Denmark's Ørsted has applied for permits to build 15 gigawatts (GW) of new Swedish offshore wind capacity, which could be up and running by 2032, helping to lower power prices and foster new green industries, the company said on Monday.
These applications come on top of existing plans for 3 GW, bringing Ørsted's total Swedish portfolio to 18 GW, enough to cover more than half of Sweden's total electricity consumption, the company said without providing investment figures.
"Sweden needs all the electricity production it can get, and offshore wind is clearly the fastest way to get the volumes needed to reduce electricity prices," said Jesper Kuhn Olesen, who heads up Ørsted's offshore wind projects in Sweden.
Like elsewhere in Europe, energy security tops the political agenda in Sweden, while power demand may double by 2035 from massive plans to electrify industry and society at large. Sweden only has 0.2 GW of offshore wind capacity installed at present, with no farms built since 2013 and focus instead having been on development onshore, according to lobby group Wind Europe.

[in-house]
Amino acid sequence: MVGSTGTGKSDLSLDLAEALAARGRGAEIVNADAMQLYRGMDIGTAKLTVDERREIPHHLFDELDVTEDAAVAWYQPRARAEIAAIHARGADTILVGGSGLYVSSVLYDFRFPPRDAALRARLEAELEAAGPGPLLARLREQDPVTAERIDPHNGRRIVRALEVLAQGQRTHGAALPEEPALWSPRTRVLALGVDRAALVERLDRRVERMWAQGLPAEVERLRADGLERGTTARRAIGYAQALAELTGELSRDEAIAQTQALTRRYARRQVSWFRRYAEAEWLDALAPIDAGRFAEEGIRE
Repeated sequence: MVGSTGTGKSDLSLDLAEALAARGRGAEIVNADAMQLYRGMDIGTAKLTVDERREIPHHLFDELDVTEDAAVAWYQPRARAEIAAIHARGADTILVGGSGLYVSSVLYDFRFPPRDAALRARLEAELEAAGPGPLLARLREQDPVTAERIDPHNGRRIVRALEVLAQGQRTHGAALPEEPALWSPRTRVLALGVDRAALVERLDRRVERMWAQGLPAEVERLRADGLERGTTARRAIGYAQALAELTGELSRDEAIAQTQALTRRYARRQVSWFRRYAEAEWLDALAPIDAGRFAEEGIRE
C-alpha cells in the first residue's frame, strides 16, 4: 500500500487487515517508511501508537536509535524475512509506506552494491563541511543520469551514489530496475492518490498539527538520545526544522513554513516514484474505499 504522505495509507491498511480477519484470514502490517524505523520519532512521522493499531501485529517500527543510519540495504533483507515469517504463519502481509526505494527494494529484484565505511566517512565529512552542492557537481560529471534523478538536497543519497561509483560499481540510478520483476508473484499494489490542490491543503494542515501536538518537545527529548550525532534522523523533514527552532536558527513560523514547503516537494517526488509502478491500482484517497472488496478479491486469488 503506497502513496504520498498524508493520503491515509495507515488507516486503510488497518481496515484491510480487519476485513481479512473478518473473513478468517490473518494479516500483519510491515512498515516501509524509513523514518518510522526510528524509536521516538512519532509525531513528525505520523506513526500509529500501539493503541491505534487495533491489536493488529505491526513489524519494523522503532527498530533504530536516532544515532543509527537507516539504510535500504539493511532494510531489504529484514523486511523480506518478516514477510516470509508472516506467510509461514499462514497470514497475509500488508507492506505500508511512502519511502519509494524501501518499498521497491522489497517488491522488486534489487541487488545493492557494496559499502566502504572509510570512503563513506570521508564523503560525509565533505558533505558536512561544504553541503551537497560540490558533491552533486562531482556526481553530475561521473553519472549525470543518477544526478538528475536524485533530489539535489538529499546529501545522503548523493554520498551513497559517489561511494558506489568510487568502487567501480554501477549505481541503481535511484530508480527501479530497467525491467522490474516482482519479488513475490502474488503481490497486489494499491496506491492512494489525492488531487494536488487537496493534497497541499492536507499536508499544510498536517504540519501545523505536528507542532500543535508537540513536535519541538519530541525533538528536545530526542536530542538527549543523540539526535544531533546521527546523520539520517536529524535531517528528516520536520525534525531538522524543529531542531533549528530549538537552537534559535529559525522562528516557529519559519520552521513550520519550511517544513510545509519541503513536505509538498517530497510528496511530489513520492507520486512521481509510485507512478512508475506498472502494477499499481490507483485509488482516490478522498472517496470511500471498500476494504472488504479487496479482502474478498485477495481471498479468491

The most developed of Ørsted's existing projects, the 1.5 GW Skaane Offshore Wind farm on the southern coast, could be up and running by 2029, pending approvals and the necessary offshore grid connection, Olesen told Reuters.
The new projects, dotted around the southern tip of Sweden and the Gulf of Bothnia in the north, could be delivered over the next ten years, again pending a clear regulatory framework, he added.
Ørsted is particularly seeking clarification of when projects will receive exclusive rights to acreage, he added. Sweden does not hold tenders for offshore wind development, with projects instead being proposed by firms who then seek the necessary regulatory approvals. One area could thus see multiple projects vying for permits.
Ørsted's project timing is also planned to coincide with grid build-out plans by Swedish grid operator Svenska kraftnaet, which has been tasked with expanding the transmission network to Sweden's maritime territory, Olesen said.
(Reuters - Reporting by Nora Buli, editing by Terje Solsvik)